Coach Autry, who was teaching in the classroom next to mine, pushed past the students and began performing CPR. He later told me I was the first and hopefully last student he would ever have to put his lips on. I personally took it as a compliment because he was the baseball coach at our school and pretty easy on the eyes, but I digress. The vice principal was not far behind him, kicking off her heels as she slid in next to him to assist with compressions. Then in he came, the principal, toting along with him a brand spankin’ new AED that had been donated to our school a month ago. That device, that beautiful device I thought would be old and dusty before it ever saw use, shocked me twice before I regained a normal rhythm. The paramedics showed up shortly after and I managed to regain consciousness as they wheeled me out of the school into the back of an ambulance bound for the hospital.
Congenital heart defect. That’s what they told me later when the uproar subsided. After being rushed to the hospital, being poked and prodded, being sick (that lunch didn’t feel too rock-like as it tried to escape out of me Exorcist-style, let me tell ya), in pain, sore, tired, that’s what they told me: heart defect. Heart defect. Heart defect. No matter how many times it was said around me it still didn’t seem real, like someone had mixed up the charts with the person in the bed next to me. That wasn’t me, that wasn’t my problem. I was 17. I just started to get over the initial shock of puberty, no way did I have a heart problem, that’s for old people. But alas, it was so. The signs had been there all along: sudden fatigue throughout my lifetime, and apparently it wasn’t the heat that was causing all my black outs, go figure. I had an arrhythmia i.e. an irregular heartbeat. My heart had gone into ventricular fibrillation, a form of cardiac arrest, an electrical malfunction, if you will.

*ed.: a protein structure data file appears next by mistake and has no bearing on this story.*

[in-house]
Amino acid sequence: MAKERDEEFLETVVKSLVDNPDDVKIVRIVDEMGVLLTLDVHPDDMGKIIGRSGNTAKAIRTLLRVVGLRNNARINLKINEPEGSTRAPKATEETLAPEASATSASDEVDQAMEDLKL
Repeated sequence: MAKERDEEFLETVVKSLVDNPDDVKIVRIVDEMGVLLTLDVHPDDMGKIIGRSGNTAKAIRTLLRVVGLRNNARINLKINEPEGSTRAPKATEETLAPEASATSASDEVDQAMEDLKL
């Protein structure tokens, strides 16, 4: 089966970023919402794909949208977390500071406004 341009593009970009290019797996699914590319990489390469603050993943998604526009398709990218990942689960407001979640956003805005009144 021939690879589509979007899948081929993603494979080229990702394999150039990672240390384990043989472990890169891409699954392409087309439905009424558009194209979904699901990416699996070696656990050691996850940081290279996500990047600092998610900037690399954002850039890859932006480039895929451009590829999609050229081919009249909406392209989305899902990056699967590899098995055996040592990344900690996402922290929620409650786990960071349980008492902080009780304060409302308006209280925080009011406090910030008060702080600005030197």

Needless to say I did not make it to prom. My red dress remained tucked away in my closet at home and I spent that night in children’s ICU wearing a faded white and blue floral print gown with a rather revealing back (if you get my drift). The nurses were nice enough to allow me to put on my corsage, although flowers were forbidden in ICU, and snap a quick Polaroid. I still look at it from time to time, the wires hanging off me as the monitors and medical equipment glow dimly in the background. Not the worst picture I’ve ever taken, believe it or not.
To make a long story short (kind of, but not really, LOL) after a lot of anger, rejection and finally acceptance I managed to pull myself back together. I began attending charities and events, meeting all kinds of people who have been through what I had. Some older, some even younger, way younger. I learned that heart disease was unbiased, it affected everyone in all walks of life.
I began speaking at events, telling my story and using it to spread awareness and raise money to help fund local and national charities. I changed my major in college from art to public relations after working closely with some reps from Medtronic during a campaign for heart health. I wanted to make a difference. If I could do something, no matter how big or small, to help change a life, to help save a life, I wanted to do it. More importantly survived and thrived. I graduated high school, I went to college, made amazing friends and got my bachelors. I met a man I now call husband (when he’s not annoying me and deserving of other names). He is an amazing supporter and father of our two beautiful girls. Recently I applied for an accepted a job with the American Heart Association in the Dallas-Fort Worth area. I cannot express how supremely happy and proud I am to be a part of such a great organization and excited about what the future holds for my family and this amazing career journey I’ve started. But more importantly I am so very lucky, and my heart is why.